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Community Spotlight: Old Algiers Main Street Pilots Workforce Training Project

September 8, 2022 | Community Spotlight: Old Algiers Main Street Pilots Workforce Training Project | By Amanda Lanata, Assistant Director at Louisiana Main Street | 

Tout de Suite Café, a Main Street business for almost 20 years. Photo credit: Kim Summerlin.

Note: This article was previous published by Louisiana Main Street on their Facebook page, and will be published in their inaugural e-newsletter.

“We’re supporting people and small businesses at the same time,” said Aaron Jackson of Old Algiers Main Street Corporation. “It’s not just about the places, it’s about the people too.” Founded in 1719, the Old Algiers neighborhood sits across the river from the French Quarter. Long seen as an affordable enclave for artists and creatives—over the last few years, housing costs were skyrocketing. Jackson and the Main Street organization recognized that many residents struggled to stay in their community. They wanted to create a job training program in a field that had few barriers to entry but opportunities for advancement. The project was dubbed #EquityRising.

“In our community, economic equity is huge,” said Linetta Gilbert, vice president of the Old Algiers Main Street Board of Directors. “We settled on a neighborhood-based approach—providing opportunities for people to live and work in the neighborhood.”

Advance Nursing Training

They found a project partner down the street: Advance Nursing Training, a nursing school started by Melanie McCrary in 2014. McCrary grew up in the Lower Ninth Ward of New Orleans and went on to be a Certified Nurse Aide (CNA) for 9 years. The healthcare field provided opportunities for her, so she started the school to help others. It’s a small business that struggled to get start-up financing, a common experience for women-owned and minority businesses. However with assistance from the Lift Fund, McCrary now employs seven people, with 10 to 25 students in each cohort.

She is not only interested in her students’ careers, but in their lives. “Every job I’ve had in the past has been building to today. Every hardship made me have empathy,” said McCrary. The curriculum includes courses in life skills and homeownership, as well as a credit “reboot” and entrepreneurship mentoring.

Several students have been involved with the justice system. “I believe in second, third, fourth chances,” said McCrary. Other schools are cautious about taking those students, but as long as they meet certification rules, McCray will accept them. “If somebody didn’t give me a chance, I wouldn’t be here. It’s important to embrace students that have those issues.”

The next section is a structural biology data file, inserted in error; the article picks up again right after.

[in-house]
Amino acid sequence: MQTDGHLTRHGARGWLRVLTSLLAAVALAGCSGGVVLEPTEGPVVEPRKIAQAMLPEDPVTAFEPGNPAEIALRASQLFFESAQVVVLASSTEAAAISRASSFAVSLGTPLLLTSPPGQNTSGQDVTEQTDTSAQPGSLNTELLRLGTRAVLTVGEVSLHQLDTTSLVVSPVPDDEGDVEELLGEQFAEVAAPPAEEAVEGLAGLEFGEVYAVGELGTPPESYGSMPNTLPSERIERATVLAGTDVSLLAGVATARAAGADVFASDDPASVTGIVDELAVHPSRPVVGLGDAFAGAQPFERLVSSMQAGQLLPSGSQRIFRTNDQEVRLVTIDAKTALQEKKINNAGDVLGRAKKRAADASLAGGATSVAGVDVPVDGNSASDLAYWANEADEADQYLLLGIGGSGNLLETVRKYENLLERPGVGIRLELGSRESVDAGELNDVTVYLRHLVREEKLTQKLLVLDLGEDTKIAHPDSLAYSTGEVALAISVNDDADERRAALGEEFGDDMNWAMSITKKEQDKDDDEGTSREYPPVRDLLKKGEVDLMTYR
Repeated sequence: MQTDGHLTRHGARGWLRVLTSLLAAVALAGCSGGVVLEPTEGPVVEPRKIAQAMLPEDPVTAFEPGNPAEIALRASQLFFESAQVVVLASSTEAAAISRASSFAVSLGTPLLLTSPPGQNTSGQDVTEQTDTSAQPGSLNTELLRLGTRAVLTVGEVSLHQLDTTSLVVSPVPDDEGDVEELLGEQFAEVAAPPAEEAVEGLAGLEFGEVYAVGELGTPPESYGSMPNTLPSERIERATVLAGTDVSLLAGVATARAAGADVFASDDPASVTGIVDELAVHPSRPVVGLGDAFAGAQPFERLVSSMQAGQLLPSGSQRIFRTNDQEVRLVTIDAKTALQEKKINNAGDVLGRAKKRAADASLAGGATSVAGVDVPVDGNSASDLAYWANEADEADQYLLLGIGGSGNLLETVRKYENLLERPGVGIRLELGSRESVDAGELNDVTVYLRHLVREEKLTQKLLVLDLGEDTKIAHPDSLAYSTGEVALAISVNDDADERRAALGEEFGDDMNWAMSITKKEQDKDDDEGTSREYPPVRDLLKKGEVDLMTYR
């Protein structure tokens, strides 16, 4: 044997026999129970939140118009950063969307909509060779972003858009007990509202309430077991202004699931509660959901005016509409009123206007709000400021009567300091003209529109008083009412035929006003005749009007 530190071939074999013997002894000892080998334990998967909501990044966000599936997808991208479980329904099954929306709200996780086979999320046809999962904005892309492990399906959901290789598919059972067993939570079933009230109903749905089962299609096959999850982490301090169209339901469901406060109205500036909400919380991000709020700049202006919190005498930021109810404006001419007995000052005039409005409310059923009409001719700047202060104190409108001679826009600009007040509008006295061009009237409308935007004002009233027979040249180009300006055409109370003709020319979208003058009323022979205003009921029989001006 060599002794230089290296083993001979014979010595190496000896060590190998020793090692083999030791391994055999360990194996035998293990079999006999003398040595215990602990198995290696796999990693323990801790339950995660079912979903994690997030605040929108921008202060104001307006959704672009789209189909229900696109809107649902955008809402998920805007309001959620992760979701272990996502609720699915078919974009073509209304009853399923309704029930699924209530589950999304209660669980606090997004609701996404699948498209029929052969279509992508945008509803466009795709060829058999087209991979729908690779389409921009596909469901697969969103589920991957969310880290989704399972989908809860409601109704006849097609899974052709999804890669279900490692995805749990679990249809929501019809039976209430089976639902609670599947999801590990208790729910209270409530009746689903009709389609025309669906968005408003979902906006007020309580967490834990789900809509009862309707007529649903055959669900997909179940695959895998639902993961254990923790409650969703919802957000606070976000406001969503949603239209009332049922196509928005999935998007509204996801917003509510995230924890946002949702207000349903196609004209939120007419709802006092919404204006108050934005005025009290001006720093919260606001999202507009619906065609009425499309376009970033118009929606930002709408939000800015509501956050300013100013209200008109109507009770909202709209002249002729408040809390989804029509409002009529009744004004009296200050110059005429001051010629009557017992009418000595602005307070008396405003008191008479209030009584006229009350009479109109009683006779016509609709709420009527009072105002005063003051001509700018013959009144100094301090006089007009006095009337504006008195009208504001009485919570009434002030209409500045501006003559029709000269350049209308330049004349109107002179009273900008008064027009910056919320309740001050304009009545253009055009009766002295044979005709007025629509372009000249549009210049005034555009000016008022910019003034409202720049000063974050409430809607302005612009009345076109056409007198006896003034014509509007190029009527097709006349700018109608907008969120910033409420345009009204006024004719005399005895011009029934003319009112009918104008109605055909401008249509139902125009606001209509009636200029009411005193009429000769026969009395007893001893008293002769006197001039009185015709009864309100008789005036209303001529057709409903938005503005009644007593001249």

“We’ve changed so many lives.”—Melanie McCrary, Advance Nursing Training founder & #EquityRising partner

Recruiters from all of the major hospitals regularly visit the school—all students have jobs upon graduation. The Board of Nursing emails McCrary every day, asking how many students are in the cohorts. They are meeting a critical need in Louisiana: the nursing shortage.

#EquityRising supports tuition and provides a stipend, allowing the students to attend fulltime. Since fall 2020, the project has supported 30 students in six cohorts. They go on to get well-paying jobs with benefits—and stay in Old Algiers. The Main Street organization received funding from the W.K. Kellogg Foundation, Baptist Community Ministries, and Greater New Orleans Foundation.
“The Old Algiers Main Street Program creates significant employment opportunities for residents, connecting people to careers needed in our city. The W.K. Kellogg Foundation is proud to support this organization as they help women and families realize their dreams through medical training and certification in highly in-demand fields that provide a career pathway to living wages and professional growth and development,” said Kathryn Parker, W.K. Kellogg Foundation program officer. “For children to thrive, their families have to be able to support them and their communities need to be equitable places of opportunity. This program will help support both of those goals.”

A Student

Born and raised in Algiers, Chidola Harris was surprised to find a nursing program “right here where I’m from.” She more than doubled her income through the program, moving from an unlicensed technician to a CNA. She’s now taking the next step in her career: the licensed practical nurse program.

“We want to build wealth in this generation and the next two generations.”—Linetta Gilbert, vice president of the Old Algiers Main Street Board of Directors

Old Algiers Main Street Corporation is building on the success of the #EquityRising partnership. They are completing proposals to fund the expansion, as well as wrap-around services like childcare. Jackson is also working to establish a similar training partnership for the film industry. Old Algiers is home to two film studios and the neighborhood is a popular filming location. Job training in film would help even more people being able to live and work in Old Algiers.